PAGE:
Rotation 2: My second rotation ‘A novel mechanism of targeting and transport of a P. falciparum protein down the secretory pathway’ was in Dr Andrew Osborne’s lab (ISMB, UCL). The mechanism leading to protein transport, and in particular trans-membrane protein transport, in P. falciparum is not completely understood. Proteins destined for export must cross many membranes of the parasite before entering the host cell. Models have proposed whereby TM proteins are extracted from membranes at various stages of the secretory pathways and trafficked via chaperones (Papakrivos, Newbold and Lingelbach., 2005; Kneupfer et al., 2005; Gruring et al., 2012). However, the concept of pulling proteins out of membranes during protein export is unsupported outside the Plasmodium field. Recent work in the Osborne lab and others has provided evidence that the PNEP protein Pf332, which has a single TM domain, behaves in line with this extraction model. I used yeast as a model organism and showed that, when Pf332 is expressed in yeast, there is a subset of soluble protein. This suggests that the machinery needed to pull the protein out the membranes is conserved in eukaryotes. In this rotation I used techniques including western blotting, parasite culturing, cloning, and florescence microscopy.
Rotation 3: In my third rotation ‘Single-molecule studies of the molecular mechanisms of the nuclear pore complex during C. trachomatis infection’ in Dr Alan Lowe’s lab (ISMB, UCL) I used super-resolution microscopy to gain images of the nucleoporin degradation seen in my first rotation, and to learn more about the kinetics of importin-beta transport in the nucleus during infection. I used the technique of photoactivated localization microscopy (PALM). In short, PALM imaging uses the principle of stochastically activating, imaging and photobleaching photoswitchable fluorescent proteins in order to temporally separate closely spaced molecules (Betzig et al., 2006). The resolution achieved in PALM imaging is over an order of magnitude higher than the diffraction limit of light. By transfecting infected cells with importin-B (nuclear transport receptor) tagged to a photoswitchable fluorescent protein and imaging by PALM, we could gain a much higher resolution picture of the organisation of the nuclear pores, and could follow the kinetics of transport via single-particle tracking.
‘Working within the ISMB environment has been a great way to find out more about the work of other PhD students and staff through weekly presentations during term time known as Friday Wraps’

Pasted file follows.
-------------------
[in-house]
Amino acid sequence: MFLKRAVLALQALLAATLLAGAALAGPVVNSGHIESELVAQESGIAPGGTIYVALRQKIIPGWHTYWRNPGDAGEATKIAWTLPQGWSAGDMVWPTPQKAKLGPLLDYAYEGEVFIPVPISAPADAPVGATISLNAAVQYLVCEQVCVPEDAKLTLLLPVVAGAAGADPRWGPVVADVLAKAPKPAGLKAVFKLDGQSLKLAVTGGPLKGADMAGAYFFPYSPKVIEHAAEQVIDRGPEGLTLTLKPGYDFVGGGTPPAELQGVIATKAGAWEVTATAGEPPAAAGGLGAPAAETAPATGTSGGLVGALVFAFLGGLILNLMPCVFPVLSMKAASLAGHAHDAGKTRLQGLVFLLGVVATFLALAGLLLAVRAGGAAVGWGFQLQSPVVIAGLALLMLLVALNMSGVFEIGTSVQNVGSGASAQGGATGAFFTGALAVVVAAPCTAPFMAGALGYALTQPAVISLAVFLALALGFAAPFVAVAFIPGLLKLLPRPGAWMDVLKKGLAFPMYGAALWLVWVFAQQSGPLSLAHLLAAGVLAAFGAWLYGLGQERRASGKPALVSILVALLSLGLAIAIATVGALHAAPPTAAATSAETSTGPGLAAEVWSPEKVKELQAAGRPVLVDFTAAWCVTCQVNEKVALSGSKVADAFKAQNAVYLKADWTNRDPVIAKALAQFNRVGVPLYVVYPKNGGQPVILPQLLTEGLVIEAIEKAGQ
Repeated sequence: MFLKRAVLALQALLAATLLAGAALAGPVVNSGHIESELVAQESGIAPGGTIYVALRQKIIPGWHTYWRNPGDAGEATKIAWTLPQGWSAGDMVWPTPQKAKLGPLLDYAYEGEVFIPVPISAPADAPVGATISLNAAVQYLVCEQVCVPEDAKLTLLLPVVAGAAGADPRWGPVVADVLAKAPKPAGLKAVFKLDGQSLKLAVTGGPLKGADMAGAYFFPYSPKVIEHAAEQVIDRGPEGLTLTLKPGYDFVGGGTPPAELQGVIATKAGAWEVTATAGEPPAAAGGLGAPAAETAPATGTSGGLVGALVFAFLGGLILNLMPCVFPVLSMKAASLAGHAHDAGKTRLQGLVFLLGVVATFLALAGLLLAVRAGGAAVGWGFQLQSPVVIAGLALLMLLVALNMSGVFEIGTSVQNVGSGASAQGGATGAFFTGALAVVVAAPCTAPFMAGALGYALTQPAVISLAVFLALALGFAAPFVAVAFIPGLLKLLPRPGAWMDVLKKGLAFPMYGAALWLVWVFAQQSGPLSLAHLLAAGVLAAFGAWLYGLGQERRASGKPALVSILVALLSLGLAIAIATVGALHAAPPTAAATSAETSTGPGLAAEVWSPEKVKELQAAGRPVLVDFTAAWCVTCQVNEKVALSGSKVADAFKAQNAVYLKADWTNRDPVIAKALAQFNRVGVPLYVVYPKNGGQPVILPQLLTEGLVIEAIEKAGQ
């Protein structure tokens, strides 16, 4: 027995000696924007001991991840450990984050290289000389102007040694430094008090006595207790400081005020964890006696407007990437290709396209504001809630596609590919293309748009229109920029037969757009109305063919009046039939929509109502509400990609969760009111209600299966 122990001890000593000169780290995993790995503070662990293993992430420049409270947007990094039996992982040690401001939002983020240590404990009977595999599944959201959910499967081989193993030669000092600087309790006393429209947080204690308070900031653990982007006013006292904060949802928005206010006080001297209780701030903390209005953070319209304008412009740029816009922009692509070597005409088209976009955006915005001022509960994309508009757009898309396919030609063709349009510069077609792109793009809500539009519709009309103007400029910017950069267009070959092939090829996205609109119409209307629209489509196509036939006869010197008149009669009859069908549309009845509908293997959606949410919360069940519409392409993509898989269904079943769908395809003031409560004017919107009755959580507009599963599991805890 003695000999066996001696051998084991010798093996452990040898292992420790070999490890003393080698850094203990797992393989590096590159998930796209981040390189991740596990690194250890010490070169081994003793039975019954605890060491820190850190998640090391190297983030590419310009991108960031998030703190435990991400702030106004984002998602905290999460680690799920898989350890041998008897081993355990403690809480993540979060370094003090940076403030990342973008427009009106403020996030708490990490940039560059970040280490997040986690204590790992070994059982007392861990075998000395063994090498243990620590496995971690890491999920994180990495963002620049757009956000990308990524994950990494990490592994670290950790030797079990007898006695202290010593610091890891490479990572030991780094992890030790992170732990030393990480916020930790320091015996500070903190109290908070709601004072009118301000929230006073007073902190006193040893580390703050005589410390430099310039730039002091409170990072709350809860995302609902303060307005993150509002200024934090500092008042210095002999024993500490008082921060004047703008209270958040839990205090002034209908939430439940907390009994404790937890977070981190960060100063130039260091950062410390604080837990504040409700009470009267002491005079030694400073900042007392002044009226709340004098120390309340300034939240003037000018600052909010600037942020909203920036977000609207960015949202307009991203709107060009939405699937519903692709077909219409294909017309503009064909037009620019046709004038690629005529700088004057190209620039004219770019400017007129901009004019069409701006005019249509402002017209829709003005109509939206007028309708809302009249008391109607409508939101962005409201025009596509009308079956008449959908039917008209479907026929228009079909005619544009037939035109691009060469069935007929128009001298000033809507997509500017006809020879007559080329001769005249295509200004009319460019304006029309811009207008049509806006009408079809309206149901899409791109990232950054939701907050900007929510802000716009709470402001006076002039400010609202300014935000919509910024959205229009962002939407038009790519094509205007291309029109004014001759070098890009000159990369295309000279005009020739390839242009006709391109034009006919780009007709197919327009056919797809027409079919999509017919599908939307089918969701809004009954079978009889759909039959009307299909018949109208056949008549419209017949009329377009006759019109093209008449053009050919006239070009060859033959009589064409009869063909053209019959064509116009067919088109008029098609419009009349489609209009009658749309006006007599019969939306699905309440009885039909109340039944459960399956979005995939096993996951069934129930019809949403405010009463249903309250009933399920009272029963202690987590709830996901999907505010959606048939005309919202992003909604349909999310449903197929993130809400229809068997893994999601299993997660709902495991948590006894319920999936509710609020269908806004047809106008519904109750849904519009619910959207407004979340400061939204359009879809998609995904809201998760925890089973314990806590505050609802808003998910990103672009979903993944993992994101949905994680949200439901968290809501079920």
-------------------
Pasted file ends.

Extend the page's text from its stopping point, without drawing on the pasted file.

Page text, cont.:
PhD project: Studying Vaccinia virus fusion using a minimal model system (Year 2 onwards)
Vaccinia virus (VACV) is the prototypical Poxvirus. Poxviruses enter cells by acid mediated fusion, using the most complicated virus fusion machinery identified. Whilst genetics indicates that poxvirus fusion relies on 12 viral proteins, to date the organisation of this machinery, its mechanism of fusion, its fusion peptide, and the structural and molecular details of poxvirus fusion remain a mystery. Therefore to address this lack in our knowledge, I aim to develop a new minimal model system to study VACV entry and fusion. This system will be amenable to super-resolution imaging studies allowing us an unprecedented view into the biological requirements of viral entry. My PhD supervisor is Dr Jason Mercer LMCB.
LIDo is one of the largest Doctoral Training Programmes in the country; a collaboration between six of London’s world-class universities and specialist science institutions (Birkbeck, Kings, LSHTM, Queen Mary, RVC and UCL). Students on the programme have a wide range of scientific backgrounds (e.g. cell biology, chemistry, genetics, physics, engineering, psychology, neuroscience, biochemistry, mathematics, statistics) but a common interest in solving problems in the life sciences. The consortium provides these students with a unique opportunity to pursue innovative interdisciplinary and cross-institutional research projects in the heart of one of the world’s most vibrant cities.
Which departments at Birkbeck are taking part in this DTP?
What strengths does Birkbeck bring to this Doctoral Training Programme?
Both Birkbeck departments are among the top ten university departments in the country in their subject area in terms of the quality of their research (REF 2014), and have a substantial profile of world class activity, particularly in structural biology and in understanding the processes of cognitive development.
How is the programme structured?